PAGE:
OCEAN CITY — An Ocean City health and fitness mainstay announced this week it would be closing its doors after 26 years as a result of structural issues found by the city.
Ocean City Health and Racquet Club owner Gerald Furst proclaimed in a letter to members and the community that he “with great sadness, had no choice but to close” after 26 years in business at the midtown location after city officials found glaring structural problems in the roof of the building and the bank, which now owns the property, opted to chain the doors and change the locks rather than pay for the repairs.
“What has compounded the problem is that we do not own this building anymore,” said Furst in his letter to members. “The bank, Wilmington Trust, has owned the building for the past several months and we have been tenants. Wilmington Trust, as the owner, is responsible for the structure of the building and they have refused to make the repairs. We have offered to pay for the repairs ourselves with several people coming forward to offer help us with the costs. However, Wilmington Trust does not want the liability and they want to close the building.”
Property records from the State of Maryland do in fact list the property owner’s name as WTSFB Properties LLC, and notes “Commercial Loan Recovery” on the information sheet, but it is not known how the property transfer came about and the role it played in the club’s closing.
State records also indicate that the property was transferred from Sixty-First Street Limited to Wilmington Trust Bank on Dec. 1, 2009 for the sum of $4.6 million.
“We had been in negotiations with Wilmington Trust and our intentions were to give everyone adequate notice as to what was happening,” said Furst in his letter. “However, the bank has come and closed our doors with only 24 hours notice. At this time, we are left with no options. My family and I are truly sorry for what has happened and the affect it will have on our community.”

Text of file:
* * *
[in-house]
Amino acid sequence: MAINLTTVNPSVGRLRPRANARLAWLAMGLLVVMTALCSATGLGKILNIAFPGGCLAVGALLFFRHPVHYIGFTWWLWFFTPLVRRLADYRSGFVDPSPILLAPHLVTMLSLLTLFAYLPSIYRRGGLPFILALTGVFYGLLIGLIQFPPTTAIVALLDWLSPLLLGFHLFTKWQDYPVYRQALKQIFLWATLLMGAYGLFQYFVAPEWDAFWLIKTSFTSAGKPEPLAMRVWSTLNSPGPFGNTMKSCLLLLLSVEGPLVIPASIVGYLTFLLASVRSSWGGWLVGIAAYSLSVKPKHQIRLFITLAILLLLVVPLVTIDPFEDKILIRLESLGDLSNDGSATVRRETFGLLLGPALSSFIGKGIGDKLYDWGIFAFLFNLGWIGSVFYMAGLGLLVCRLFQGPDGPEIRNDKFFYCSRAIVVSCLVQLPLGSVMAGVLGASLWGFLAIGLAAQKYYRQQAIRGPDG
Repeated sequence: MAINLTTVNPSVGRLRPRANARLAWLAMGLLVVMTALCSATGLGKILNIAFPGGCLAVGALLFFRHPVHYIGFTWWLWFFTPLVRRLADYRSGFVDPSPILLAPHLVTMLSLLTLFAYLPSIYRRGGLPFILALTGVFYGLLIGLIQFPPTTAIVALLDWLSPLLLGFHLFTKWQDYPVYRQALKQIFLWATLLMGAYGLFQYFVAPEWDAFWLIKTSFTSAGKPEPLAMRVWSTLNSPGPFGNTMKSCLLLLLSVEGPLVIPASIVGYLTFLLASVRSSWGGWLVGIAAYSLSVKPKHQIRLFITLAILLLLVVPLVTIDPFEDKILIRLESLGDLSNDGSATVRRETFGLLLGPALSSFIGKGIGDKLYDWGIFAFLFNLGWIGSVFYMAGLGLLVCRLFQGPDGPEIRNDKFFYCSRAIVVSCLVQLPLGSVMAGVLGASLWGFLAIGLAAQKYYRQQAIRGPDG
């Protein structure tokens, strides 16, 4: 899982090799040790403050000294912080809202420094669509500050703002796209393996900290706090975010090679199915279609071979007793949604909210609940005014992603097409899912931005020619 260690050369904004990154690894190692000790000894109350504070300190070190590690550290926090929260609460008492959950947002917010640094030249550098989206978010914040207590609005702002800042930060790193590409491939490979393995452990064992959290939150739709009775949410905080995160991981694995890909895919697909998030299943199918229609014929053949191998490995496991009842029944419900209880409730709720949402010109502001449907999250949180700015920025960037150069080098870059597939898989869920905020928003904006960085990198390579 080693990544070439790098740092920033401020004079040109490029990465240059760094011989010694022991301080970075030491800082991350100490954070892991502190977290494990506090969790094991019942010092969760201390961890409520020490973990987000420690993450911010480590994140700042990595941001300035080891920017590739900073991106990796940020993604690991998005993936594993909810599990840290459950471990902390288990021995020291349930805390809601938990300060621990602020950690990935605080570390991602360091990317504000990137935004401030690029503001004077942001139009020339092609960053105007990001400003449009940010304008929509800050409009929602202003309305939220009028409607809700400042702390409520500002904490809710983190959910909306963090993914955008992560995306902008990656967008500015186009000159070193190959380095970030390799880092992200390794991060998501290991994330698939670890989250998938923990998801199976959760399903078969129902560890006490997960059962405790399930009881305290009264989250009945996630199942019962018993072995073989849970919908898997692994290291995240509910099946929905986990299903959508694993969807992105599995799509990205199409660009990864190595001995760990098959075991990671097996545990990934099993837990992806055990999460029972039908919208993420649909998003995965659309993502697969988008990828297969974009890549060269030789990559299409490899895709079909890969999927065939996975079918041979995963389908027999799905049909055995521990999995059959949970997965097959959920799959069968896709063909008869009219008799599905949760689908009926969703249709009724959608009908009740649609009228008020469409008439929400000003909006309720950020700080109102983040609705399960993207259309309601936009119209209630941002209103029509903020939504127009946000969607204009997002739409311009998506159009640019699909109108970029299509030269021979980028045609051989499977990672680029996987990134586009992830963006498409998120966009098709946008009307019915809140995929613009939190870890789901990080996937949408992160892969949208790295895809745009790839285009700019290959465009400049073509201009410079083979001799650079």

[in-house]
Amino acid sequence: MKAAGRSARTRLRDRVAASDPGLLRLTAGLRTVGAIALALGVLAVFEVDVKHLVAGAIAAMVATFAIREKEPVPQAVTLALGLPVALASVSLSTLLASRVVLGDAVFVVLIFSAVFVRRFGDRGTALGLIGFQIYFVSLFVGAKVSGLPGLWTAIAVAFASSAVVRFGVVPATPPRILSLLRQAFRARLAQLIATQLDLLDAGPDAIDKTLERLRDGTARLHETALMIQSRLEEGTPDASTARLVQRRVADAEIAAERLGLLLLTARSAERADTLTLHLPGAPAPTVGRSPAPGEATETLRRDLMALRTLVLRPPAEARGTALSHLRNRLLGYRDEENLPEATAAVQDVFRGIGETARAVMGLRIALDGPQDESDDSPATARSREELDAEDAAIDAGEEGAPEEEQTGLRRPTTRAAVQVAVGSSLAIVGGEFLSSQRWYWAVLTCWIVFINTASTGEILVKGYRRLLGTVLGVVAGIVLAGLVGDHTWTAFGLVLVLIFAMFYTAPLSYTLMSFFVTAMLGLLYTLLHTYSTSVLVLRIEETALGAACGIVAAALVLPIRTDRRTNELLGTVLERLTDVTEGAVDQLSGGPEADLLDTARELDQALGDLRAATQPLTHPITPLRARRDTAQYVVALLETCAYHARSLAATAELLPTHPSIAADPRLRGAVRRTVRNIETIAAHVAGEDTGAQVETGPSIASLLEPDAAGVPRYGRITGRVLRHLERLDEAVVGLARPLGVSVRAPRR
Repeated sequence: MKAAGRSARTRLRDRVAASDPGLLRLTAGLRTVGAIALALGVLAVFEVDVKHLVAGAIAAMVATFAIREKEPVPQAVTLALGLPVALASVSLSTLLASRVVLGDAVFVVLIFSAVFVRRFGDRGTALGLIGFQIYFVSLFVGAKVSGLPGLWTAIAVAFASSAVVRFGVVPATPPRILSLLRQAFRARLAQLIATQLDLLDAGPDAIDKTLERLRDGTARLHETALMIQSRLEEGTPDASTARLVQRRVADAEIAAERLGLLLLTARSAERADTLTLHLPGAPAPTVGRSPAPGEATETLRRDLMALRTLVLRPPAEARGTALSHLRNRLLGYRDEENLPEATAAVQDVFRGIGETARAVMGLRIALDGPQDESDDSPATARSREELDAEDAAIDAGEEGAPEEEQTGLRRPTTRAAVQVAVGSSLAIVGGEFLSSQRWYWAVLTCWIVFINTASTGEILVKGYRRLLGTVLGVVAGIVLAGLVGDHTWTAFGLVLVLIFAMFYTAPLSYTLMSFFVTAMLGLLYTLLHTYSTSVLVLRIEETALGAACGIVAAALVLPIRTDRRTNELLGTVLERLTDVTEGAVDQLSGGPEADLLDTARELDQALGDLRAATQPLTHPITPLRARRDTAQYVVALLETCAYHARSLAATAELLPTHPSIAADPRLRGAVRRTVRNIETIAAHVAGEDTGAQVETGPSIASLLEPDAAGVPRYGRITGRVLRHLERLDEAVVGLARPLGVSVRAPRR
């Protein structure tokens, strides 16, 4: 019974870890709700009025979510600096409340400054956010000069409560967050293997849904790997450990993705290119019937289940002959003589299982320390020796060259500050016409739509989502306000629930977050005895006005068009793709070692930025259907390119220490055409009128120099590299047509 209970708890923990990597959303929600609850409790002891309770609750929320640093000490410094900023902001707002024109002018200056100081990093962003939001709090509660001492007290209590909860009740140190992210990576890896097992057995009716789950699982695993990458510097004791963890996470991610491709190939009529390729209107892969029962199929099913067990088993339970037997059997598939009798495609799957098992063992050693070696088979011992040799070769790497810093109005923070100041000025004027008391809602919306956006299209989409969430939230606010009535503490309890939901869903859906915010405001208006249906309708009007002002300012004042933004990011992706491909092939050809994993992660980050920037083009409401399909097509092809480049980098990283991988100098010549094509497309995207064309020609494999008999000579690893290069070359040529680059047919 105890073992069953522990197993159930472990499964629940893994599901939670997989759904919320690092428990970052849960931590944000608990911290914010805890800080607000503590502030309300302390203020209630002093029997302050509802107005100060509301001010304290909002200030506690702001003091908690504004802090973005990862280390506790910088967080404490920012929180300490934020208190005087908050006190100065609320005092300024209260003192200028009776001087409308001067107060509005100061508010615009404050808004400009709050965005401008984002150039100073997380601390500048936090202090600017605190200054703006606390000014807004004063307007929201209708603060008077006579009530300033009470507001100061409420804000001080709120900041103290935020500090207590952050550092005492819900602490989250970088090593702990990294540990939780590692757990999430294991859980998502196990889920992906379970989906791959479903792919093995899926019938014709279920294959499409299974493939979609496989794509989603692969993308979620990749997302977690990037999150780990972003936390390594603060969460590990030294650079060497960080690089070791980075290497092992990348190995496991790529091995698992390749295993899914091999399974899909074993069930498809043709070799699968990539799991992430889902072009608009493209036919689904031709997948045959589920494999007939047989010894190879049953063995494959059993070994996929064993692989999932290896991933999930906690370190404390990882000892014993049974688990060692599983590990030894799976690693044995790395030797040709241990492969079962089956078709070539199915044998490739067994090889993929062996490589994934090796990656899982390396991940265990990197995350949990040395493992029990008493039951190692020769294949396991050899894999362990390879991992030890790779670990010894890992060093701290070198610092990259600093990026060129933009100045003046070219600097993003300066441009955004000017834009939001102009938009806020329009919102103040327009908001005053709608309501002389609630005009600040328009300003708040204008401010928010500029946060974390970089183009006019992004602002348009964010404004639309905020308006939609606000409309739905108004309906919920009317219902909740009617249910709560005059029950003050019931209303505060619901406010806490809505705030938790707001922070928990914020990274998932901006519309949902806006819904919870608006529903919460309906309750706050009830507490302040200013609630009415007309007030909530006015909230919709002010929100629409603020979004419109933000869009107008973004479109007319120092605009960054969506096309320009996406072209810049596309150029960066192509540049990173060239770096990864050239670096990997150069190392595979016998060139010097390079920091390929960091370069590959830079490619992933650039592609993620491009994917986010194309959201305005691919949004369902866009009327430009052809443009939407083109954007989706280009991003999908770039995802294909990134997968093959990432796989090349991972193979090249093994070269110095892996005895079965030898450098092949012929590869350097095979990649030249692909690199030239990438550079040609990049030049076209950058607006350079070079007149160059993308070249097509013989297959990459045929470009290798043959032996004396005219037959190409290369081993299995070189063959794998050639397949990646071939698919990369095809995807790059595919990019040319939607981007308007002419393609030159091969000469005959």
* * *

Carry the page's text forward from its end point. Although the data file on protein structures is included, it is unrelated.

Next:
City Engineer Terry McGean said a recent inspection had revealed severe structural problems with the roof of the building and forced the city to close down portions of the building until the bank opted to close it down entirely.
“The structural steel that supports the second floor over the pool and whirlpool areas had severely corroded to the point that in some areas the steel was completely rusted through,” said McGean. “We closed the pool and sauna areas and the entire second floor on March 26. We then allowed certain portions of the second floor to re-open on March 30 after temporary shoring, designed by a local professional engineer had been installed. We notified both the gym owner and the building owner that they had 15 days to submit plans for a permanent repair and 30 days to complete the repairs.”
The property owners’ decision to opt for the club’s closing rather than repairs came as a shock to many of the club’s 25 employees and approximately 1,500 members as doors were chained shut and memberships were essentially frozen in just a day.
Furst’s letter to members seems to indicate that he is hoping to look to another location for the OC Health and Racquet Club.
“It has been because of you, our members and friends that my family and I are going to be looking for another location,” said Furst. “Effective immediately, all memberships will be frozen without further payment and we will keep you posted on our future.”
Other health clubs throughout the area indicated a spike in new memberships as a result of the club closing and many have offered new membership deals to entice the newly homeless fitness enthusiasts.